USDA presents market stunner07/02/2020 | Economics
By Bethany Baratta, ISA senior writer
The U.S. Department of Agriculture’s (USDA) acreage report released this week pushed soybean acreage estimates higher, dropped corn acreage lower than the lowest of analysts’ forecasts, and presented a marketing opportunity for farmers.
USDA forecast soybean acreage at 83.8 million acres, up 300,000 acres estimated in March, and within the range of analysts’ forecasts.
In Iowa, 9.4 million acres are expected to be planted to soybeans, up 200,000 acres from 2019.
The surprising note in the June 30 report was in the corn forecast, which was down 5 million acres –at 92 million acres—from the March planting intentions report.
In Iowa, 13.5 million acres of corn are expected to be harvested. This is up 450,000 acres from 2019.
It was forecasted that farmers would shift away from corn and plant more soybeans this year, but with just 300,000 acres added to soybeans, it’s unclear to which crops farmers shifted their planting.
Alabama and Texas had the largest increase in soybean planted acres from March intentions to the June report, up 19% and 17%, respectively, according to a Farm Bureau analysis. Maryland and North Dakota both experienced a decrease in soybean planted acres, down 11% and 9% respectively. Utah and Oklahoma had the largest increase in corn acres planted, 19% and 5%, respectively, while North Dakota and Mississippi had the largest decrease in expected corn acres between the March and June reports, -25% and -23%, respectively. There are also reports of corn acres not yet harvested from the 2019 season in North Dakota.
This shift in acreage from corn to something else could reflect profitability forecasts from earlier this year, said ISA Senior Director of Market Development Grant Kimberley.
“It’s likely a combination of factors,” Kimberley said. “Some fringe areas may not have gotten planted because the market gave no incentive whatsoever to go out and plant marginal acres this spring, even with good weather.”
Staring at tight-to-negative margins, bankers could have also halted farmers’ plans to plant even marginal acres, Kimberley said.
Regardless of the reasons, the markets responded.
August soybean futures on the Board jumped 17 cents on June 30, closing at $8.78 per bushel. Soybeans were trading at $8.91 mid-day Thursday, July 2.
ISA president-elect Jeff Jorgenson took the rally to make soybean sales.
“Prices aren’t back to where we need them to be, but we’re off the low,” said Jorgenson, who farms near Sidney. “It’s still going to be tough at the end of the day, but it’s better than it was.”
“These prices give us a glimmer of hope, but I still think we have a big crop coming,” said ISA Secretary Robb Ewoldt from Davenport. “As farmers, we try our best to yield our way out with prices, but if everybody does that, lower prices become lower yet.”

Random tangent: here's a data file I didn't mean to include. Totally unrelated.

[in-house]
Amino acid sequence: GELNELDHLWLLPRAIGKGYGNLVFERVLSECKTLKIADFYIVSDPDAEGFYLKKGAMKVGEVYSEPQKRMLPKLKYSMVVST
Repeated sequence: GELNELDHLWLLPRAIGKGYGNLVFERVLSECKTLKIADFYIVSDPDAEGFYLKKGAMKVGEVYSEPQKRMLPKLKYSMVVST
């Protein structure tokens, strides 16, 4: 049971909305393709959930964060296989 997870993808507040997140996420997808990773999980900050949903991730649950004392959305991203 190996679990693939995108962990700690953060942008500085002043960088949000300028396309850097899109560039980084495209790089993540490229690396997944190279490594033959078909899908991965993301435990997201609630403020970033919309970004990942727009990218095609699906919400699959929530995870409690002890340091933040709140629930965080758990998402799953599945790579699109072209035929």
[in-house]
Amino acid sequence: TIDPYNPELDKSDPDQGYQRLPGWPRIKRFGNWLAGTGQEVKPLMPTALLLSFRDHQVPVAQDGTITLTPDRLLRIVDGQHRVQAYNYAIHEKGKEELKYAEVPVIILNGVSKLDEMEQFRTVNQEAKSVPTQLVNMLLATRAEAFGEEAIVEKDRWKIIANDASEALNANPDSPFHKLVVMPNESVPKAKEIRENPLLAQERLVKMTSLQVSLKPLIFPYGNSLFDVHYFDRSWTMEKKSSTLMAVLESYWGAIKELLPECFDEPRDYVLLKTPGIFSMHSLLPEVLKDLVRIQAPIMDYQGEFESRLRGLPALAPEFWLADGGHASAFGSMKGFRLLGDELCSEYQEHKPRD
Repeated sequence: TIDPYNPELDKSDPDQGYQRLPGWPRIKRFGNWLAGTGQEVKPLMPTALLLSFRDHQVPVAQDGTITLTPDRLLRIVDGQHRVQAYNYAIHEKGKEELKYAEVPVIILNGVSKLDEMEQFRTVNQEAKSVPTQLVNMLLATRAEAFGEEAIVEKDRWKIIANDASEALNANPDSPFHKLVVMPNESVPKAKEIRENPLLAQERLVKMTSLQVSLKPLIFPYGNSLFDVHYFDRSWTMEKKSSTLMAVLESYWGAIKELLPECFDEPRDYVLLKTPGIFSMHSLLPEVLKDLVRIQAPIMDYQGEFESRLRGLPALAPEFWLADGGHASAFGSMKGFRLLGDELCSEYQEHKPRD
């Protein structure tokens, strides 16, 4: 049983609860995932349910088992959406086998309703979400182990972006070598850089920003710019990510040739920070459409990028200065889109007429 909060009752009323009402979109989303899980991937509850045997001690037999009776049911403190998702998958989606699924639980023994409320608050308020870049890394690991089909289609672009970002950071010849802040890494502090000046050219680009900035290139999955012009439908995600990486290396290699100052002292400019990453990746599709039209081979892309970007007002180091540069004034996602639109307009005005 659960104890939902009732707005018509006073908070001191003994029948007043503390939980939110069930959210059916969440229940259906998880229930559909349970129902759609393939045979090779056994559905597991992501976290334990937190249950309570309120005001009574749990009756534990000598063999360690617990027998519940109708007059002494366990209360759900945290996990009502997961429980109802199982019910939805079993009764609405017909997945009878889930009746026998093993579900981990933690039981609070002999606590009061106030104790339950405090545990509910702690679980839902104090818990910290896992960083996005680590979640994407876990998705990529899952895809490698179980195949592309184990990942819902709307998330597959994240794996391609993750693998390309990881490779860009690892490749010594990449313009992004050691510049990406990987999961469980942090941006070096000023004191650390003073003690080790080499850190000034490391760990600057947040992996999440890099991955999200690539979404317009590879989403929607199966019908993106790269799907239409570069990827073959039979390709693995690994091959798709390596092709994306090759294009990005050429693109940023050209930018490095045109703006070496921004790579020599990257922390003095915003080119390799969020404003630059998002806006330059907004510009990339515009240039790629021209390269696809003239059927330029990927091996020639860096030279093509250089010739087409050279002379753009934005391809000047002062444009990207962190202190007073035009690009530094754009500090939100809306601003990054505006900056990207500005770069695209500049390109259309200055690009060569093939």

As of June 1, 1.38 billion bushels are anticipated in soybean stocks, down from the March estimate of 2.25 billion bushels and the June 1, 2019, stocks at 1.78 billion bushels.
Corn stocks were estimated at 5.22 billion bushels, outside the highest of analysts’ pre-report expectations.
It will take increased export opportunities, which have slowed since the COVID-19 pandemic began, to chew through presumed large supplies, Kimberly says.
Ewoldt says it’s also necessary that EPA not grant the 52 small refinery gap waiver applications to companies that are clearly trying to circumvent the Tenth Circuit Court's decision.
“It’s going to take every little bit of the industry to chew up big corn and soybean supplies, and we can’t do that if the EPA keeps granting waivers like they are,” Ewoldt says.
Weather conditions the duration of the cropping season will dictate just how much soybean and corn supplies are available to domestic and export markets.
“If there are any type of weather challenges in July and August, it sets up a volatile year here in the soybean market,” said Al Kluis, a commodity advisor and broker for Kluis Commodities, LLC.
He noted that weather models currently project longer stretches of hotter days and nights in the Corn Belt.
Ewoldt and Jorgenson say their crops are looking good heading into the July 4 holiday.
“There are a few issues with stands in fields that held more water, but all in all, soybeans look fantastic and corn looks excellent,” Ewoldt said. “We’re pretty optimistic about it.”
Contact Bethany Baratta at firstname.lastname@example.org.
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